The Bulldogs (33-3) took advantage and, thanks to a 7-of-19 night from distance, outscored the Seminoles by 12 points at the perimeter.

“We’ve had a tendency, every once in a while, not to shoot the ball very well,” Hamilton said. “And, for whatever reason, against a team that was playing more of a pack-line type defense that gave us plenty of opportunities, we shot very poorly.

“And that’s a bad combination against a real good team that’s as talented as Gonzaga.”

FSU missed Cofer and Nichols in a number of ways, but the Seminoles might have missed their shooting the most. Cofer has long been one of the team’s most reliable 3-point shooters, and Nichols had shown himself to be capable as well.

Asked how things might have been different if they had been available, senior Terance Mann laughed to himself and said, “We definitely would have made a lot more 3s.”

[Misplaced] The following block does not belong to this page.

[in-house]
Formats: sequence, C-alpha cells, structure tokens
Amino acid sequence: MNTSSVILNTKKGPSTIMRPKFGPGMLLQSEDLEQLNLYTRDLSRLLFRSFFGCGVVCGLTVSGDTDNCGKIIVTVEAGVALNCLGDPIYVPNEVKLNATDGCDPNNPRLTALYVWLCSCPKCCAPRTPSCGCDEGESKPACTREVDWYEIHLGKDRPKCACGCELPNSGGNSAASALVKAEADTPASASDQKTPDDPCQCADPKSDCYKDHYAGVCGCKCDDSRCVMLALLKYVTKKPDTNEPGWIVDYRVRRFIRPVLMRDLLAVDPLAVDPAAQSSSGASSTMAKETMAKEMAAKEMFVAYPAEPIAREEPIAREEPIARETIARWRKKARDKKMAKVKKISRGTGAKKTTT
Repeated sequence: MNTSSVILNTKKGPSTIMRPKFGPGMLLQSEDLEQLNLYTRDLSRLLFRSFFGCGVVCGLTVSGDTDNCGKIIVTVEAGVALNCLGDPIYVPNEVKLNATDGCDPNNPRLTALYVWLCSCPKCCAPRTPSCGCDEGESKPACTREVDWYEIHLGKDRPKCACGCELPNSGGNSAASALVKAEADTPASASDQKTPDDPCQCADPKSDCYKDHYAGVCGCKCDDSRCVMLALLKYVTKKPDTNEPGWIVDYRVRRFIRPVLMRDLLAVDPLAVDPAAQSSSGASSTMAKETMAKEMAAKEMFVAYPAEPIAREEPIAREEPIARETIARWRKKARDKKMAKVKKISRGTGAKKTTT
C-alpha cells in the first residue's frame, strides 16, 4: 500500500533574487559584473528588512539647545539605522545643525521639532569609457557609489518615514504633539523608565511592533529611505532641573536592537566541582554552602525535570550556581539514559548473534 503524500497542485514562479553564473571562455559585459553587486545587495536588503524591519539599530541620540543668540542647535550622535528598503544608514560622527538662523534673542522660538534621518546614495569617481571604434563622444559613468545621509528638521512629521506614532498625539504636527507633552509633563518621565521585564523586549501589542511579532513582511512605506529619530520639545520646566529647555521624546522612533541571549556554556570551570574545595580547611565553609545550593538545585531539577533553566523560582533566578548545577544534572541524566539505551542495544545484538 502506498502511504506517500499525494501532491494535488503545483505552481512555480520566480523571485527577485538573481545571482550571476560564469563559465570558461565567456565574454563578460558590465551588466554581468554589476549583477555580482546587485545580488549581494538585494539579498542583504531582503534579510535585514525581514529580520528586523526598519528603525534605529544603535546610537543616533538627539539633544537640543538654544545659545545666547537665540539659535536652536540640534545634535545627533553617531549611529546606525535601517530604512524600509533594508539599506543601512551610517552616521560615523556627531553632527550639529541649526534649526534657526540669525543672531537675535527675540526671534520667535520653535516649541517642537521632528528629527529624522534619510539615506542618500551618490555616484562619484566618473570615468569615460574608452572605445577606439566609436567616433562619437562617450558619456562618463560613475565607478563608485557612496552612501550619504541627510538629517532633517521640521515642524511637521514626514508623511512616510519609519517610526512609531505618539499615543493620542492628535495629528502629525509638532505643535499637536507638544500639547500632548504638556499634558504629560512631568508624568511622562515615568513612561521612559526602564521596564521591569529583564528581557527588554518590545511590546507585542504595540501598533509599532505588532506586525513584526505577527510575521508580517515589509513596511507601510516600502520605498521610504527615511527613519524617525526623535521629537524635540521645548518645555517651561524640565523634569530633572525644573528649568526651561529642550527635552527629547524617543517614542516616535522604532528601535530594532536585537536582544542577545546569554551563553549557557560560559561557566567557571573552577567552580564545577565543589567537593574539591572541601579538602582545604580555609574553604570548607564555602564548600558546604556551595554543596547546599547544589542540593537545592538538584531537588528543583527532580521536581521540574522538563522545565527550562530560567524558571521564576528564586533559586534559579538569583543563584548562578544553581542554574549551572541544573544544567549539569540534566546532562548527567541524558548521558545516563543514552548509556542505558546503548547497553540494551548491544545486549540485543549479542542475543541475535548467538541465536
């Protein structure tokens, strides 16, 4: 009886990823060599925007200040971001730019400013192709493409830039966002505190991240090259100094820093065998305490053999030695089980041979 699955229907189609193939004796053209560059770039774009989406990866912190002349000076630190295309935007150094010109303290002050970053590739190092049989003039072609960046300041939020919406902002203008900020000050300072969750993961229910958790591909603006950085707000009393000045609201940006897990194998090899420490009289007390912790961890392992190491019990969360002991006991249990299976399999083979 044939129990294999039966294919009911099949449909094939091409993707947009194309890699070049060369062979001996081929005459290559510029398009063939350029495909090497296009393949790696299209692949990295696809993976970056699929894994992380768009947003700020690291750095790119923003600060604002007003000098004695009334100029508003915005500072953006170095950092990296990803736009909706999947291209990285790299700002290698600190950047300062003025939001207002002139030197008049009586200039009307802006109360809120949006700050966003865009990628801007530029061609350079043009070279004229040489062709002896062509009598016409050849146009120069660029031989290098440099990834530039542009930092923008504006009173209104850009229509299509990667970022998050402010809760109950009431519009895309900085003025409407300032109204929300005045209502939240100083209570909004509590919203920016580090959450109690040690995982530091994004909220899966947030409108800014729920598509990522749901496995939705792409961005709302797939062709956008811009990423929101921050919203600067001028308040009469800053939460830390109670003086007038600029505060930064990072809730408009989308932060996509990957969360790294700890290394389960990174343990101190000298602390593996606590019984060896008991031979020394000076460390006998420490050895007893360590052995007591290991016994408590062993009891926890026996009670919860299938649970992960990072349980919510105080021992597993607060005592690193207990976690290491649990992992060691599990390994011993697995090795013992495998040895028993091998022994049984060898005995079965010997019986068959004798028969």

In the first half, the Seminoles struggled to find much shooting stride at all. They connected on 10 of 30 shots in the first 20 minutes and fought through a three-minute scoring drought as the Bulldogs built a 33-19 advantage with 4:46 to go in the period.

Gonzaga’s aggressive rebounding didn’t help, either. The Bulldogs finished with a 45-36 edge on the glass, and turned 17 offensive boards into 12 points.

“We just couldn’t hit shots,” Forrest said. “We were getting everything right there at the basket, but outside shots weren’t falling for us.”

A few moments later, though, FSU seemed to have survived the worst of it and, after a quick 8-2 run, cut its deficit to eight and had two chances to get within two possessions at the end of the half.

That window, however, shut quickly when Gonzaga’s Josh Perkins grabbed a steal, got down the floor for a layup and was fouled with under a second to go.

Perkins completed the three-point play and the Bulldogs led, 38-27, at halftime.

“It wasn’t so much them, it was mostly us,” Kabengele said.  “We didn’t execute as well as we wanted to in our game plan. We didn’t get enough turnovers. We didn’t rebound well. We didn’t knock down shots to spread the floor out. We didn’t get to the free-throw line like we needed to.”